Testifying at a bill hearing in Annapolis, Maryland

Speaking Engagements

In an effort to educate as many people as possible about financial management, especially about how to manage the current credit crisis, I have begun to speak around the country at colleges, universities, corporations, chamber of commerce meetings, congressional hearings, trade organization meetings, etc. Having acquired a wealth of information that will help to empower people and to improve their financial future, I feel that sharing this information is the least I can do to make a positive impact. For information on my availability for speaking opportunities, please send an e-mail to Jennifer Silverman at jennifer@silvermanworldwide.com.

Speaking at a university


All information provided on NewCreditRules.com is provided for information purposes only and does not constitute or substitute for professional financial advice. Information on NewCreditRules.com is subject to change without prior notice. Although every reasonable effort is made to present current and accurate information, NewCreditRules.com makes no guarantees of any kind. This web site may contain information that is created and maintained by a variety of sources both internal and external. These sites are unmoderated forums containing the personal opinions and other expressions of the persons who post the entries. NewCreditRules.com does not control, monitor or guarantee the information contained in these sites or information contained in links to other external web sites, and does not endorse any views expressed or products or services offered therein. In no event shall NewCreditRules.com be responsible or liable, directly or indirectly, for any damage or loss caused or alleged to be caused by or in connection with the use of or reliance on any such content, goods, or services available on or through any such site or resource.

Popular Posts

  1. Credit CARD Act contains amendment inspired by this campaign

  2. Bankers Vow Revenge

  3. Republicans less likely than Democrats to have too much debt?

  4. Credit card bill won't outlaw redlining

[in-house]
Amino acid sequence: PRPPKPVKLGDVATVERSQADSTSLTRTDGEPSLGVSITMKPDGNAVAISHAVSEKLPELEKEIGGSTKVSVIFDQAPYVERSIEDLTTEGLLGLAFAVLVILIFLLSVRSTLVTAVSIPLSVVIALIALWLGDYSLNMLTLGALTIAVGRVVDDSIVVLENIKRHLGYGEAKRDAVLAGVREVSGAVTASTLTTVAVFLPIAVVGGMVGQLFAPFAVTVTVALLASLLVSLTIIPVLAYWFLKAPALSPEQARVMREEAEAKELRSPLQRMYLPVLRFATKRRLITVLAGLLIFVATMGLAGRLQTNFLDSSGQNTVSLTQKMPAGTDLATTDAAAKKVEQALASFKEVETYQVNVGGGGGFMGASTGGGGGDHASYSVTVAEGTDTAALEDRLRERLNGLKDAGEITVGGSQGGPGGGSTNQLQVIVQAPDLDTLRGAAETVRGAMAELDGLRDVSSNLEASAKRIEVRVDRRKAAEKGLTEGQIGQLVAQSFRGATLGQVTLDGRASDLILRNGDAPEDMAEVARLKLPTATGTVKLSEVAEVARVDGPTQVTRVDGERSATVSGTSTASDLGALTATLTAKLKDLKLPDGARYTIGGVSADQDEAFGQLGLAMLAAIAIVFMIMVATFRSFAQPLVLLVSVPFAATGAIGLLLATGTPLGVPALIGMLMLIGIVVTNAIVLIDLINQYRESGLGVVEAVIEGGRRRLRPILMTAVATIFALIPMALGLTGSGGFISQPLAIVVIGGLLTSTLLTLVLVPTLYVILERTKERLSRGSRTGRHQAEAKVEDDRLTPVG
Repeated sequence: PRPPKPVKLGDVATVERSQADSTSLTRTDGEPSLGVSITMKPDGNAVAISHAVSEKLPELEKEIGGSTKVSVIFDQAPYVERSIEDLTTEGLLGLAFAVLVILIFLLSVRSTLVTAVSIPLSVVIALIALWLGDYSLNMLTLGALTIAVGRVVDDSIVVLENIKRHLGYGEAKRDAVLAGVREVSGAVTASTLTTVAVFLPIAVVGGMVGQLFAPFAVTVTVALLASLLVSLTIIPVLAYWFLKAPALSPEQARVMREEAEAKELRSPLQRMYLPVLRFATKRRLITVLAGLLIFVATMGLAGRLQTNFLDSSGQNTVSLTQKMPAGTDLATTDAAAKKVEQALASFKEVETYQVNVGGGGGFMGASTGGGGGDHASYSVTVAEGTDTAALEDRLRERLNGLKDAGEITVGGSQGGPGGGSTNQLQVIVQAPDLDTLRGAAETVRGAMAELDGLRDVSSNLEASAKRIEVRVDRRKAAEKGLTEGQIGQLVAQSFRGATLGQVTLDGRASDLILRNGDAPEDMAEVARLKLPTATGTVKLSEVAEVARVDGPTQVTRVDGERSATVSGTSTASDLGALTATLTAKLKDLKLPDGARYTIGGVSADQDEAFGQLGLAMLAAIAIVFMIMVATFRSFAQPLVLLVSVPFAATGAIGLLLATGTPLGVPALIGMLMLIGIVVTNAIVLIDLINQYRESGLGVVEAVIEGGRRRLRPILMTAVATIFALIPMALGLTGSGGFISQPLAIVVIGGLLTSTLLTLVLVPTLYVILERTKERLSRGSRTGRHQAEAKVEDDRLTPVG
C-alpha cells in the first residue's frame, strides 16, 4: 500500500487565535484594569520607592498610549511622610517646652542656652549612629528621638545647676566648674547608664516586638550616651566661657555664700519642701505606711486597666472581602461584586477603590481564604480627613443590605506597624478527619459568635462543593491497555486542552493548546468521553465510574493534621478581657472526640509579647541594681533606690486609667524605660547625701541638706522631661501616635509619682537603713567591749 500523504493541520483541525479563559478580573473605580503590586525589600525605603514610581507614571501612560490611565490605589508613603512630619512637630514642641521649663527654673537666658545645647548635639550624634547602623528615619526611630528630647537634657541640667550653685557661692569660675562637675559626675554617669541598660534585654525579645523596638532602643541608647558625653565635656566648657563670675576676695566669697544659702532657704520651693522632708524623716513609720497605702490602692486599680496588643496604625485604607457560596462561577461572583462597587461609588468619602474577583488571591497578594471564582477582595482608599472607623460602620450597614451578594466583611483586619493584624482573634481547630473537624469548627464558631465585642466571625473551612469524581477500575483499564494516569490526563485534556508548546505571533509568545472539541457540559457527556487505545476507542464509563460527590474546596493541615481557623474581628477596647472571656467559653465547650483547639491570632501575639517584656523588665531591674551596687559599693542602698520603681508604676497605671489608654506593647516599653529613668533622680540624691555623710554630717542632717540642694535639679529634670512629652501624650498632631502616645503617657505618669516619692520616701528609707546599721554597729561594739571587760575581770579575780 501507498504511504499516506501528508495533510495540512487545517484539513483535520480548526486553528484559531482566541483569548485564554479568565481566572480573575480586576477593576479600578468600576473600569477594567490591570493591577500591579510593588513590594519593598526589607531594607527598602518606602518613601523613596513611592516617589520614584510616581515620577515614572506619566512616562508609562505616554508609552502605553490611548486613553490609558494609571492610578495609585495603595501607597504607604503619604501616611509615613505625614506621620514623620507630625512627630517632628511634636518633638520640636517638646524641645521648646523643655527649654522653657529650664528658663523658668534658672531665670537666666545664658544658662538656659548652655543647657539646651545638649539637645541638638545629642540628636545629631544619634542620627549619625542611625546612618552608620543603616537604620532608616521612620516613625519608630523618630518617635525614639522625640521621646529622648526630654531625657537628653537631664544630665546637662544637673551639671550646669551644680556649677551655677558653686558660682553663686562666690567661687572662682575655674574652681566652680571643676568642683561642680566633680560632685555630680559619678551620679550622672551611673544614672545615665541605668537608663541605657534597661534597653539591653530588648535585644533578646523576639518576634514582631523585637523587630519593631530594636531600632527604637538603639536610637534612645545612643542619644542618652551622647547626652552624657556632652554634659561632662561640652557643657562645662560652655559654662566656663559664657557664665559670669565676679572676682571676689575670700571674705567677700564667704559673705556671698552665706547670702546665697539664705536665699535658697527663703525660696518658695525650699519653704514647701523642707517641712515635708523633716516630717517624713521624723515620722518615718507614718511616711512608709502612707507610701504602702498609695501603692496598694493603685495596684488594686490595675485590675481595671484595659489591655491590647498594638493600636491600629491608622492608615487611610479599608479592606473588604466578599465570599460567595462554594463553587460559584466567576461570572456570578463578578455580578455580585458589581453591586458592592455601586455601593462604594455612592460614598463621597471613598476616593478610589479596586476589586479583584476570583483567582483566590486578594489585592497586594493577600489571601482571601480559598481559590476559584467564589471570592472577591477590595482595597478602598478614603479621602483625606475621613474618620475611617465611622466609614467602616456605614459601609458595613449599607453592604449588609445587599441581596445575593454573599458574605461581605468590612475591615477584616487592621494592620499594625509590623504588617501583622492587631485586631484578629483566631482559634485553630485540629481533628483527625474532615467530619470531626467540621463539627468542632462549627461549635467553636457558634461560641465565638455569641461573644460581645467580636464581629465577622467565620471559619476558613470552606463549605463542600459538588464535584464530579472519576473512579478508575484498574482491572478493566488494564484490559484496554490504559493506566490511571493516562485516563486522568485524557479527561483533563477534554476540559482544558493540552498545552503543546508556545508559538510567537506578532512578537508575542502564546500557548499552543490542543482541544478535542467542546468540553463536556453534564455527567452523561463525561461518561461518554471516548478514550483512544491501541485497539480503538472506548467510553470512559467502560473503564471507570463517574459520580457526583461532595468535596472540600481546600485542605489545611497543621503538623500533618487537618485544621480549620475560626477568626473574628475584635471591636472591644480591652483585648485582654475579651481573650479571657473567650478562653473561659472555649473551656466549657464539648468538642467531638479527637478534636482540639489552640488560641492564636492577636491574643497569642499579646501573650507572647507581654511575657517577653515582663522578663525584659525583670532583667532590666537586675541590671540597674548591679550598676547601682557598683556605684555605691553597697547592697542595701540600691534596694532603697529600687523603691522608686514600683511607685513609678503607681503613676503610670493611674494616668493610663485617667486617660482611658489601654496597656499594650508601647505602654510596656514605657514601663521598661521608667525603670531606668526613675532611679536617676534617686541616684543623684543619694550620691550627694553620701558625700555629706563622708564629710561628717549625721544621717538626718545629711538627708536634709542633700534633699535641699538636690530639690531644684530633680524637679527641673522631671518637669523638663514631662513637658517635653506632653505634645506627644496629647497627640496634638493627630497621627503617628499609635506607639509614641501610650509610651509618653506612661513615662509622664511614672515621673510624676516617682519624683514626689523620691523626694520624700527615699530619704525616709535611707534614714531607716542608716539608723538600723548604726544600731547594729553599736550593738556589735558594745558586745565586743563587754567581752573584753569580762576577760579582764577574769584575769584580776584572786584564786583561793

5. Create your own data mining strategy

  6. Top 25 subprime lenders behind the mortgage meltdown

  7. President Obama’s bad idea

  8. Bank of America gets a new chairman: my good friend

  9. Should the rich pay higher interest rates?

  10. Scam alert: Avoid debt relief and credit repair firms

  11. Do you know your medFICO score?

  12. Kevin, you're "LOOKING for discrimination"

  13. Woman denied credit due to blacklisted mortgage company: Bank of America

  14. Video of Maryland bill hearing against “blacklisting”

  15. A comprehensive list of "toxic" mortgage companies

  16. Speaking engagement brings a pleasant surprise

  17. Credit card securitization encourages fee-based profit model

  18. Everything bad about the credit card industry exposed

  19. The Credit CARD Act is great, but not strong enough

  20. Companies cancel cards of responsible customers

  21. What’s your credit score, President Obama?

  22. Fair Isaac Co. will no longer sell Experian-based credit scores

  23. Why merchants suffer just as much as consumers do (Part I)

  24. Big defeat for consumers, small victory for American Express

  25. American Express says it has changed its discriminatory policy, but don't be fooled

  26. What’s your horror story? Do you have praise for a company?

  27. Beware: These stores could harm your credit! (Part II)

  28. Beware: These stores could harm your credit! (Part I)

  29. Major banks cope with shame of being on welfare

  30. What affects your credit score

Great Resources

  1. ChangeInTerms.com

  2. Complaints.com

  3. ConsumerAffairs.com

  4. Consumerist.com

  5. CreditMattersBlog.com

  6. CreditSlips.org

  7. DefendYourDollars.org

  8. Epinions.com

  9. GotaClassAction.com

  10. My3Cents.com

  11. PlanetFeedback.com

  12. RipoffReport.com
* List provided by ChangeInTerms.com.

Selected Media Coverage

Powered by Johnson Media Inc. and consumers who want to make a difference.